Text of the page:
PLEASE TAKE THE TIME TO UNDERSTAND THE IMPACT OF THIS ASSAULT...
Operation Choke Point, a credit card fraud task force run by the Justice Department, was created to “choke out” businesses the Obama administration finds objectionable, according to a congressional committee report obtained by The Washington Times.
The administration is knowingly targeting so-called “high risk” businesses — which include payday lenders, gun retailers and ammunition merchants — despite the fact they are legitimate, says a staff report by the House Committee on Oversight and Government Reform.
SEE ALSO: Operation Choke Point forces bank to dump gun store
Internal documents within the Justice Department acknowledge the program’s impact on legitimate merchants, the report says. Attorney General Eric Holder was informed that banks were exiting entire lines of business deemed “high risk” by the government, yet his agency continued to pursue the operation.
“Operation Choke Point is the Justice Department’s newest abuse of power,” Rep. Darrell Issa, California Republican and committee chairman, said in a statement. “If the administration believes some businesses should be out of business, they should prosecute them before a judge and jury. By forcibly conscripting banks to do their bidding, the Justice Department has avoided any review and any check on their power.”
The Washington Times has reported that several gun retailers have been dropped by their banks as a result of the operation, the most recent being Powderhorn Outfitters, a sporting goods shop in Hyannis, Mass., which was dropped by its bank of 36 years — TD Bank — last week.
“TD Bank evaluates each prospective lending relationship to ensure that we are operating within our risk appetite and only taking risks we can understand and manage,” company spokeswoman Erin Potts said.
The Justice Department was well aware that some banks were dropping so-called “high risk” industries because of their crack down and heightened regulator scrutiny, according to internal memos.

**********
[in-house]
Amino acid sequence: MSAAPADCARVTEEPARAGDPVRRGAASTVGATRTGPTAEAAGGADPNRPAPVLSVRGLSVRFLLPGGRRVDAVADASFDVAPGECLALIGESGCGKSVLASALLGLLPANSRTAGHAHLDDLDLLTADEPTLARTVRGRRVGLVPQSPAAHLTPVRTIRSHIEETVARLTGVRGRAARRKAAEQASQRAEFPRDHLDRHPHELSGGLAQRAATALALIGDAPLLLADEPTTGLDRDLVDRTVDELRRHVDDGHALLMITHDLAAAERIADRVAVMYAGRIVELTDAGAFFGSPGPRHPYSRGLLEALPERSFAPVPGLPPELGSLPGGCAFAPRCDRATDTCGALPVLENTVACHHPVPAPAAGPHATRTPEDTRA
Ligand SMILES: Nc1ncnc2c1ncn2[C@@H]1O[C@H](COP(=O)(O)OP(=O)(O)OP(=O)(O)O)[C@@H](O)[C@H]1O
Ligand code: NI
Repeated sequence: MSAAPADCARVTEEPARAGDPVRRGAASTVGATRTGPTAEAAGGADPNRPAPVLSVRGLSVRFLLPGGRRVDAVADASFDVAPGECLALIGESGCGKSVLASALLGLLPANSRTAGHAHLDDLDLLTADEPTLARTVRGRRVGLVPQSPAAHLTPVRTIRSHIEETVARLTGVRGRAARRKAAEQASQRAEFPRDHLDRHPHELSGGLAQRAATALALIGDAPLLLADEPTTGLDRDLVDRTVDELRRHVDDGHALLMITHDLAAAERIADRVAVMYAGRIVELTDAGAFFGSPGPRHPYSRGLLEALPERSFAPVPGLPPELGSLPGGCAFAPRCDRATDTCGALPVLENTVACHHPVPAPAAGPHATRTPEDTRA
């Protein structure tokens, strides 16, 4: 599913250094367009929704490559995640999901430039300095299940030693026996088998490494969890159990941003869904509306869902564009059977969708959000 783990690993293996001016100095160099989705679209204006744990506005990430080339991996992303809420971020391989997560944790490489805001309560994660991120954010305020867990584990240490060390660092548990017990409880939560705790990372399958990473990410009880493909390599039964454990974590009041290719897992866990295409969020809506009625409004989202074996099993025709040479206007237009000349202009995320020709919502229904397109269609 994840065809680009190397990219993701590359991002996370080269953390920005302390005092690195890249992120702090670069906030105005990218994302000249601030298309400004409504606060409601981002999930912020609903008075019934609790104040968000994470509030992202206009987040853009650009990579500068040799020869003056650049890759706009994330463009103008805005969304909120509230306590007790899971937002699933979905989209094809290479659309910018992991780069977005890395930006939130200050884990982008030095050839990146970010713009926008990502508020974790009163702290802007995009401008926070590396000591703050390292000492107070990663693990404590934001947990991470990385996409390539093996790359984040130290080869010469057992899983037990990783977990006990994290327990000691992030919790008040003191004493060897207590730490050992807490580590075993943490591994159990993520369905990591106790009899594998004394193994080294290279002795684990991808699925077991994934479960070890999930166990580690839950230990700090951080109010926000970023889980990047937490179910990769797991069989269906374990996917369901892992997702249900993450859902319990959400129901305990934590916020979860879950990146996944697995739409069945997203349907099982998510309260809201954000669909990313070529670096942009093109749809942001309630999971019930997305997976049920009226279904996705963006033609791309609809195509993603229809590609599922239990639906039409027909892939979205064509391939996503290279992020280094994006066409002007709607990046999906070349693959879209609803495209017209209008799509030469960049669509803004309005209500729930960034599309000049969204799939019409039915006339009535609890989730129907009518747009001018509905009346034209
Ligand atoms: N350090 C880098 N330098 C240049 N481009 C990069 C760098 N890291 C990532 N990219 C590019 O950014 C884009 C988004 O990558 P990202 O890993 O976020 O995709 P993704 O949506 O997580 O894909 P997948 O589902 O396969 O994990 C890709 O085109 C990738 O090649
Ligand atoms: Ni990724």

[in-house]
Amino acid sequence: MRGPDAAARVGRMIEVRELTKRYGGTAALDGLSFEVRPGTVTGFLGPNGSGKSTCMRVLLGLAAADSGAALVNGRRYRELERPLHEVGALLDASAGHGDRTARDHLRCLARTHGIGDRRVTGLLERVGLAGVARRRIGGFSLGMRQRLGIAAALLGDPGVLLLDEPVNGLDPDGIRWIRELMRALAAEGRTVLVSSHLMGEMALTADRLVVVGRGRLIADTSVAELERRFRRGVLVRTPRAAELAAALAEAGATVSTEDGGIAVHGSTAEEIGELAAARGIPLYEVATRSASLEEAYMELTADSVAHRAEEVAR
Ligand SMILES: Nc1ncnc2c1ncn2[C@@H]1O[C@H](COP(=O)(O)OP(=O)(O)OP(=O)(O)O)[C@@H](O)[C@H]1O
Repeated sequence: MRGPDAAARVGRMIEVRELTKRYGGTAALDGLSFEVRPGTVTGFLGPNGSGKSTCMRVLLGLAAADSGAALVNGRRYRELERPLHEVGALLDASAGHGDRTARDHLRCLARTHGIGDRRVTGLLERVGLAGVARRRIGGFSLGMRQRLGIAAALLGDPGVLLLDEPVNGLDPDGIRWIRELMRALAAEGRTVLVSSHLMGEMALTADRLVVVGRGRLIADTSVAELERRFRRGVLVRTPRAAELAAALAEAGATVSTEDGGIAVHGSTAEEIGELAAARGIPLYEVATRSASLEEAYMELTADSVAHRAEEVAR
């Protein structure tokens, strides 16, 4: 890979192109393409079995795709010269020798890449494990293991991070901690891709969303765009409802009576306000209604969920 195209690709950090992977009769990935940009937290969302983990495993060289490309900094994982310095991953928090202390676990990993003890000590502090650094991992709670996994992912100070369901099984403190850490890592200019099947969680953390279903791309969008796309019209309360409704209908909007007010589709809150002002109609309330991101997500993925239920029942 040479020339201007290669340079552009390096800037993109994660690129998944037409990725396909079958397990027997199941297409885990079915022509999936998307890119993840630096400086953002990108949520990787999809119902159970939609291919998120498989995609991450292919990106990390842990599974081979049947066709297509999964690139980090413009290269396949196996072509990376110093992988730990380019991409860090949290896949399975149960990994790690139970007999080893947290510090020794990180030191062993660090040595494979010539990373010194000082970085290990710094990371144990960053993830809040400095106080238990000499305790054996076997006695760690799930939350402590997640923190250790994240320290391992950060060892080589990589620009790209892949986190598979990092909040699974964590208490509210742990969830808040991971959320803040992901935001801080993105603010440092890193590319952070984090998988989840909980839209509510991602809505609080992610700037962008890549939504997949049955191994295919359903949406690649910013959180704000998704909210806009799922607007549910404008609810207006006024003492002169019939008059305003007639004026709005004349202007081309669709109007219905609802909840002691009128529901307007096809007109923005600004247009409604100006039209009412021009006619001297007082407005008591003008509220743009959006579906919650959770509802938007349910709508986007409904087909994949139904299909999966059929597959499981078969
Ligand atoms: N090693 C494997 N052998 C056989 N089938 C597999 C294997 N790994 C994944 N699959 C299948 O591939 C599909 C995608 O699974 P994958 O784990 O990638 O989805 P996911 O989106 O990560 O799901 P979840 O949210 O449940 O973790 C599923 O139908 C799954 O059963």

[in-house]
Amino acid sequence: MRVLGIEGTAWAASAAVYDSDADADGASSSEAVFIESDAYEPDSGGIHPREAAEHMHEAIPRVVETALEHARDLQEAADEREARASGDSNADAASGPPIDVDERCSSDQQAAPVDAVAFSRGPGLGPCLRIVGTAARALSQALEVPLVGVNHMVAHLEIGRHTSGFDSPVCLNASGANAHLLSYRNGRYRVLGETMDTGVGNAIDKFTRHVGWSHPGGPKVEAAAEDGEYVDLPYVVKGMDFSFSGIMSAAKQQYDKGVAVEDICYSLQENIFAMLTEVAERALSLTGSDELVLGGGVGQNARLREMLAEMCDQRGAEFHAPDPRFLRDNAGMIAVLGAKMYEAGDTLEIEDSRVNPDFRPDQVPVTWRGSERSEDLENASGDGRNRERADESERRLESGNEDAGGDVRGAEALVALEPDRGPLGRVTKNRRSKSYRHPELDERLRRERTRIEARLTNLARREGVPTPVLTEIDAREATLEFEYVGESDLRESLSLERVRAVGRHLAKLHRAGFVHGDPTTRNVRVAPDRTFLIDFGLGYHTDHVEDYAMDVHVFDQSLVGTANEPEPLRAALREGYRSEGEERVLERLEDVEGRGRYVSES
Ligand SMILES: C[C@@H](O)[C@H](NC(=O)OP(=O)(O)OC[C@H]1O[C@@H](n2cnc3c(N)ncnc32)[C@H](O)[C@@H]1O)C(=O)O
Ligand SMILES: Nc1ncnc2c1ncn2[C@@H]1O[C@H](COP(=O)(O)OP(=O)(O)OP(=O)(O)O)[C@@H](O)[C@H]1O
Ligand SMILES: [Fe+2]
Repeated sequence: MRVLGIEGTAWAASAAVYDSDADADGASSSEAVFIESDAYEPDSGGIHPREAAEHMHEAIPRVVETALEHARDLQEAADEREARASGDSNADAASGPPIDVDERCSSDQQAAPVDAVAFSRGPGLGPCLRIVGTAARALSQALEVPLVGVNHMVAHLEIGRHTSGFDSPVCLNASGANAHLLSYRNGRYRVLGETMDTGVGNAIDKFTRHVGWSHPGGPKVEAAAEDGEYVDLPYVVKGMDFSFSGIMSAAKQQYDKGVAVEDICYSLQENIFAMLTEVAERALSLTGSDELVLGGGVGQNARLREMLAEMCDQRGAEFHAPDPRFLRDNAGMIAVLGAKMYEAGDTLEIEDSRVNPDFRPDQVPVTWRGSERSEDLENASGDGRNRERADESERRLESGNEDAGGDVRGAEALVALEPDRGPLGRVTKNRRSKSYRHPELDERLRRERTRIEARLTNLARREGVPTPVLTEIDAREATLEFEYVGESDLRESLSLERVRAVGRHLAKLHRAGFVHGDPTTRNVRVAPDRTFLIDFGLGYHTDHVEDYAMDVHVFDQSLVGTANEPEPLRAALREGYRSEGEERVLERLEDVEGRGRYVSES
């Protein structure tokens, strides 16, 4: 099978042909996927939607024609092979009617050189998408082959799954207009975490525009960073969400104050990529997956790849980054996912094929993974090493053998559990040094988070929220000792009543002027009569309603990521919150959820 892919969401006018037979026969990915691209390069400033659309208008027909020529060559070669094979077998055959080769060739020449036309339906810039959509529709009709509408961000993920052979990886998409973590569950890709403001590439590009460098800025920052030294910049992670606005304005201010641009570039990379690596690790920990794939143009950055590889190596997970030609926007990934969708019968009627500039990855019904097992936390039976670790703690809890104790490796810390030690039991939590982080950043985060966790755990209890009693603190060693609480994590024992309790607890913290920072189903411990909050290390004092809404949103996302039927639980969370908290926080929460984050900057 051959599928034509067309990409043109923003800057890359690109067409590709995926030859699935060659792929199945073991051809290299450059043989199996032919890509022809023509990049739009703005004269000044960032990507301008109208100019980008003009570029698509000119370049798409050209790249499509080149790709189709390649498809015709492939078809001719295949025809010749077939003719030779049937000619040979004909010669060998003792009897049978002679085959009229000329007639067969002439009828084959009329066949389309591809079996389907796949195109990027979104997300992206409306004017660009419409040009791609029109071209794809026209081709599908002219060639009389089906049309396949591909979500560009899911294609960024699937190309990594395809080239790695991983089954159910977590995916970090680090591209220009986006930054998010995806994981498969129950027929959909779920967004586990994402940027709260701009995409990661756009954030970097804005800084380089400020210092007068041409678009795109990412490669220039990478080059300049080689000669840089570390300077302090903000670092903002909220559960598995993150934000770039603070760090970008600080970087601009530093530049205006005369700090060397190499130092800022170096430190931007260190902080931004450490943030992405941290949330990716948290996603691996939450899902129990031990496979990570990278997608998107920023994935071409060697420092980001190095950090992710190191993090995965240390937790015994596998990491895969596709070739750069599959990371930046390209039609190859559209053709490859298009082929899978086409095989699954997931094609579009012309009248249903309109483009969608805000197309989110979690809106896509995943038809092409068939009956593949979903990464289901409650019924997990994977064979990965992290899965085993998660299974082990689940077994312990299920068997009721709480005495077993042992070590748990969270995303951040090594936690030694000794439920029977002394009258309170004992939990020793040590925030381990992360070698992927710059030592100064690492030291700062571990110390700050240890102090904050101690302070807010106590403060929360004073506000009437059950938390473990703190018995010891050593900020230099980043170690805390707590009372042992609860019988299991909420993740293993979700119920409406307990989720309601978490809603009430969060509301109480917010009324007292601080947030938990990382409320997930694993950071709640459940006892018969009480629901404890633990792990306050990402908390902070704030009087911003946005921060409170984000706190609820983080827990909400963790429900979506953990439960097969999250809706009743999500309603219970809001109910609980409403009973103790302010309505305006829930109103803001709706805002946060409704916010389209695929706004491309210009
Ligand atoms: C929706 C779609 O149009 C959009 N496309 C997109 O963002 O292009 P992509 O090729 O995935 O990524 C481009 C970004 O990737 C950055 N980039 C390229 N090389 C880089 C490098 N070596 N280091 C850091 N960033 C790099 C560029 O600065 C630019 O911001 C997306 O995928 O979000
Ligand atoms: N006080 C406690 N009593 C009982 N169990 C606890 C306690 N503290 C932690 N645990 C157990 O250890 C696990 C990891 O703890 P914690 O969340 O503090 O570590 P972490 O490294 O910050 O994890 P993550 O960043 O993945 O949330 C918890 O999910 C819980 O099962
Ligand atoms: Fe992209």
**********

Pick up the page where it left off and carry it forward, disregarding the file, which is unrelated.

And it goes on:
In one note, crafting talking points for Operation Choke Point to brief Mr. Holder with, Justice officials acknowledged: “the regulators are also taking action, and reinforcing their longstanding guidance on what are ‘high-risk merchants’ and what due diligence banks should do on such merchants.”
Another talking point included: “We have also learned from industry sources that many banks are taking note of our activity and that of the regulators and doing what they should have done all along — due diligence to know their customers. Some are also exiting “high-risk” lines of business.”
Mr. Holder was the intended recipient of the aforementioned talking points, according to internal Justice communications — meaning he was fully aware legitimate businesses were being dropped as a result of the operation.
The National Shooting Sports Foundation, a trade association for the firearms industry, issued a statement Thursday stating that many of its members have had their banking relationships terminated by lending institutions as a result of Operation Choke Point.
“We respect the right of financial institutions to make business decisions based on objective criteria. It is unacceptable, however, to discriminate against businesses simply because they are engaged in the lawful commerce of firearms, an activity protected by the Second Amendment,” the organization said in a statement. The organization has met with the House Financial Services Committee and members of the Oversight and Government Reform Committees to discuss the anti-fraud operation.
For the past year, the Department of Justice, through Operation Choke Point, has initiated a wide-range investigation of banks and payment processors because of who they do business with. If banks took on what the Federal Deposit Insurance Corporation identified, in an internal memo, as “high risk” industries as clients, then those banks were more susceptible to a government investigation.
As of last year, the Department had issued more than 50 subpoenas to banks and payment processors, the report said. The risk of an investigation, coupled with the due-diligence of taking on what the administration deems as high-risk clients, has deterred many banks from providing services to these industries, said Richard Riese, a senior vice president at the American Bankers Association.
In an internal memorandum at the Department of Justice about the goals of Operation Choke Point, a senior official proposed the department identify 10 suspect banks within 150 days to jump-start the operation.
Read more: Operation Choke Point targets businesses administration doesn
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